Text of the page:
Final Engineering/ROW is the fourth phase of the PDP. The purpose of Final Engineering/ROW is to perform the final (Stage 3) detailed engineering design of the preferred alternative and finalize right-of-way acquisition for the project. This work builds upon and refines the Stage 2 design work completed during the Environmental Engineering Phase. The deliverables to come out of Final Engineering include but are not limited to Stage 3 Plans and all necessary components to submit the plan package for Plan, Specification, and Estimate review.
Construction is the fifth phase of the PDP. The purpose of the Construction Phase is to perform the final step of the PDP: Construct the project and perform all necessary pre- and post-construction tasks. Requirements for the management of the contract after award can be found in the Construction Administration Manual of Procedures and the ODOT Construction & Materials Specifications (C&MS).
The Five Projects Paths of the PDP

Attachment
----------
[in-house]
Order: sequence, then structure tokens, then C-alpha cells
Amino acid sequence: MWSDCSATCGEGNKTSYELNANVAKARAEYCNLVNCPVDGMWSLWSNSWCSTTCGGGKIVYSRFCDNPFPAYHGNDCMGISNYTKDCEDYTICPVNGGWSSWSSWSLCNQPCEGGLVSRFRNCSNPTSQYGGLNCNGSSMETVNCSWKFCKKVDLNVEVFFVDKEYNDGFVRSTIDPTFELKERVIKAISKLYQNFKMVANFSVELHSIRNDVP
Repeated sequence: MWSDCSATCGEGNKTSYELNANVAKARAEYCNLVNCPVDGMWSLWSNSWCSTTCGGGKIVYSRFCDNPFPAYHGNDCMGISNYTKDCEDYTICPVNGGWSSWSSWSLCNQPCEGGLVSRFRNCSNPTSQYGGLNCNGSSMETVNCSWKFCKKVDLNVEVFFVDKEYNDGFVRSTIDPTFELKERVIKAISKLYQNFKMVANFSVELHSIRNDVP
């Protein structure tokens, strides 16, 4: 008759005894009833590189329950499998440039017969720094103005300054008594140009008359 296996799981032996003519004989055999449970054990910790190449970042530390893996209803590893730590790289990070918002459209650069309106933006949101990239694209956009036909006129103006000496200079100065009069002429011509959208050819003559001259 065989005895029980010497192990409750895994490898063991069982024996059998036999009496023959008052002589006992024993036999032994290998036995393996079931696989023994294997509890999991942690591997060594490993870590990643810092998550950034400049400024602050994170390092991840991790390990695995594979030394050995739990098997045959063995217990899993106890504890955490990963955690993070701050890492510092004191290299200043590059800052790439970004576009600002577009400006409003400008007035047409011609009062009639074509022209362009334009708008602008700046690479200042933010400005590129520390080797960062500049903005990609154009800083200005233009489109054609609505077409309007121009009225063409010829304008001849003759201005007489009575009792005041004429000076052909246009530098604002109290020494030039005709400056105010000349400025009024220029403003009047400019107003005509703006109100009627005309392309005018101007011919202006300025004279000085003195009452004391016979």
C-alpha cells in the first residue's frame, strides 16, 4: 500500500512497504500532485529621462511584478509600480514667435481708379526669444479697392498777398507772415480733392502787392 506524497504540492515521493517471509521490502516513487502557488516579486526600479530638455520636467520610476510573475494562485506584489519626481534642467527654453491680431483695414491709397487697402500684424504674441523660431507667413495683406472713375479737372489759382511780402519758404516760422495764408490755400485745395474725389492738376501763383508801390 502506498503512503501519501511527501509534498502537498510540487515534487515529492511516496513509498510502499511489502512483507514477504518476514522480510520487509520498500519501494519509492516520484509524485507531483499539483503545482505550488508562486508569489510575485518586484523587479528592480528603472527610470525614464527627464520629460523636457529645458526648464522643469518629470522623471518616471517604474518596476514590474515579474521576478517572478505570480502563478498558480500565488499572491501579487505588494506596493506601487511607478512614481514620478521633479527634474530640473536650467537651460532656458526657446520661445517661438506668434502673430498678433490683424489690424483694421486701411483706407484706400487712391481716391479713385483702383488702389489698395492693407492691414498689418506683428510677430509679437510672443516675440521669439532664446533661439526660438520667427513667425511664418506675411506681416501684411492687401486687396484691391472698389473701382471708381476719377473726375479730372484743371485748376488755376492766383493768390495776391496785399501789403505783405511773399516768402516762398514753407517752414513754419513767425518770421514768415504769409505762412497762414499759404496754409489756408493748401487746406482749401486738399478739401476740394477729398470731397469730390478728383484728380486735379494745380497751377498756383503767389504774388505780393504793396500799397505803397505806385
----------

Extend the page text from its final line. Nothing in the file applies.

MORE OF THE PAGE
Path 1 Projects are defined as “simple” transportation improvements generated by traditional maintenance and preventive maintenance. They may involve structure and roadway resurfacing. These projects have no ROW or utility impacts. These projects are typically low level Categorical Exclusion NEPA documents.
Path 2 Projects are also simple projects that may be similar in work type to Path 1 projects. They involve noncomplex structure and roadway work such as culvert rehabilitations/replacements, in kind bridge replacements, resurfacing, shoulder widening, signal installations and improvements (coordination) and isolated intersection improvements, such as turn lane installations, roundabouts or restricted crossing U-turns (depending upon ROW impacts). These jobs can include minor ROW acquisition (strip takes, temporary easements, and or channel easements). These projects are typically low level Categorical Exclusion NEPA documents.
Path 3 Projects involve a higher level of difficulty than projects in Path 1 or 2. They involve moderate roadway and/or structure work and may include capacity additions. Some examples are minor realignments and/or reconstruction, corridor capacity improvements such as Two Way Left Turn Lane installations or additional through lanes, interstate reconstruction and/or widening, auxiliary lane additions, interchange reconstruction or construction of a new interchange at an existing overpass/underpass. They can involve utility relocations and ROW acquisition including relocations. Path 3 projects may be higher level Categorical Exclusion NEPA documents.